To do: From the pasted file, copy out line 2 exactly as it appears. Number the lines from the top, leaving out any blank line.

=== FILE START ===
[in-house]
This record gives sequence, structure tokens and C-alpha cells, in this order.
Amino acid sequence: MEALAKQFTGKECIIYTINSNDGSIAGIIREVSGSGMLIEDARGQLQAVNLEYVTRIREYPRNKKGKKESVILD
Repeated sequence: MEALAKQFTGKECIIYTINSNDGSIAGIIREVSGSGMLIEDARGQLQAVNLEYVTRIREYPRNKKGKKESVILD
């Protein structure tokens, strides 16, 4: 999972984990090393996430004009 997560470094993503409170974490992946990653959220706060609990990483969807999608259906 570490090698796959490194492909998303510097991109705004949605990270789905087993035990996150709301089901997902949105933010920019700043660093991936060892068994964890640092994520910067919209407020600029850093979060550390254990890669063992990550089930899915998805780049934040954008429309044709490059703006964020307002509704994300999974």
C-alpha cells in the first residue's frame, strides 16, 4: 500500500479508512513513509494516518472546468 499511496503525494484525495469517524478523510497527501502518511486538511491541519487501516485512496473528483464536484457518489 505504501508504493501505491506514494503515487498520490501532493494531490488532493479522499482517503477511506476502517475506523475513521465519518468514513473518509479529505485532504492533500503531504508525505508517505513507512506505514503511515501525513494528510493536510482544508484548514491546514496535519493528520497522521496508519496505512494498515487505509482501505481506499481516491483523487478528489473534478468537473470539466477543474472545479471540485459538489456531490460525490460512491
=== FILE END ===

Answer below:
This record gives sequence, structure tokens and C-alpha cells, in this order.